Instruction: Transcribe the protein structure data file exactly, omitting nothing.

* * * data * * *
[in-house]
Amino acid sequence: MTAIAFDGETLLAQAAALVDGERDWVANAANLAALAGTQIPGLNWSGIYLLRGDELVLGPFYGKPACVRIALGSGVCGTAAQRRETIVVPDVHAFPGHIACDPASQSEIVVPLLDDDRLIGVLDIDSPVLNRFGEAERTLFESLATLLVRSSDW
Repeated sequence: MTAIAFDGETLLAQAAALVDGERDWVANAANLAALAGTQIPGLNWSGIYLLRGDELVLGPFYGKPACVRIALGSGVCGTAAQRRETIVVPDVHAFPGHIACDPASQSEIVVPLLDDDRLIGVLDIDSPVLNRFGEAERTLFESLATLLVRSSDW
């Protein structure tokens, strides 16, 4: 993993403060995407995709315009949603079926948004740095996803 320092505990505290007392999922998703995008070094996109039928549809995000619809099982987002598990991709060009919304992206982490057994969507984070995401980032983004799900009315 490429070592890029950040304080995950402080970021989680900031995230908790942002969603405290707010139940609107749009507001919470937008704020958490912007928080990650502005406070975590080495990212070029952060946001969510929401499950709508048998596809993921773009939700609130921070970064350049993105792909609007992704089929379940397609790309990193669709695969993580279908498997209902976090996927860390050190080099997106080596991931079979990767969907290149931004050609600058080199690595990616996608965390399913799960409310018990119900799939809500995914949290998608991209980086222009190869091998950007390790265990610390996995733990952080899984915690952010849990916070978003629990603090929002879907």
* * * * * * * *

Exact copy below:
[in-house]
Amino acid sequence: MTAIAFDGETLLAQAAALVDGERDWVANAANLAALAGTQIPGLNWSGIYLLRGDELVLGPFYGKPACVRIALGSGVCGTAAQRRETIVVPDVHAFPGHIACDPASQSEIVVPLLDDDRLIGVLDIDSPVLNRFGEAERTLFESLATLLVRSSDW
Repeated sequence: MTAIAFDGETLLAQAAALVDGERDWVANAANLAALAGTQIPGLNWSGIYLLRGDELVLGPFYGKPACVRIALGSGVCGTAAQRRETIVVPDVHAFPGHIACDPASQSEIVVPLLDDDRLIGVLDIDSPVLNRFGEAERTLFESLATLLVRSSDW
């Protein structure tokens, strides 16, 4: 993993403060995407995709315009949603079926948004740095996803 320092505990505290007392999922998703995008070094996109039928549809995000619809099982987002598990991709060009919304992206982490057994969507984070995401980032983004799900009315 490429070592890029950040304080995950402080970021989680900031995230908790942002969603405290707010139940609107749009507001919470937008704020958490912007928080990650502005406070975590080495990212070029952060946001969510929401499950709508048998596809993921773009939700609130921070970064350049993105792909609007992704089929379940397609790309990193669709695969993580279908498997209902976090996927860390050190080099997106080596991931079979990767969907290149931004050609600058080199690595990616996608965390399913799960409310018990119900799939809500995914949290998608991209980086222009190869091998950007390790265990610390996995733990952080899984915690952010849990916070978003629990603090929002879907």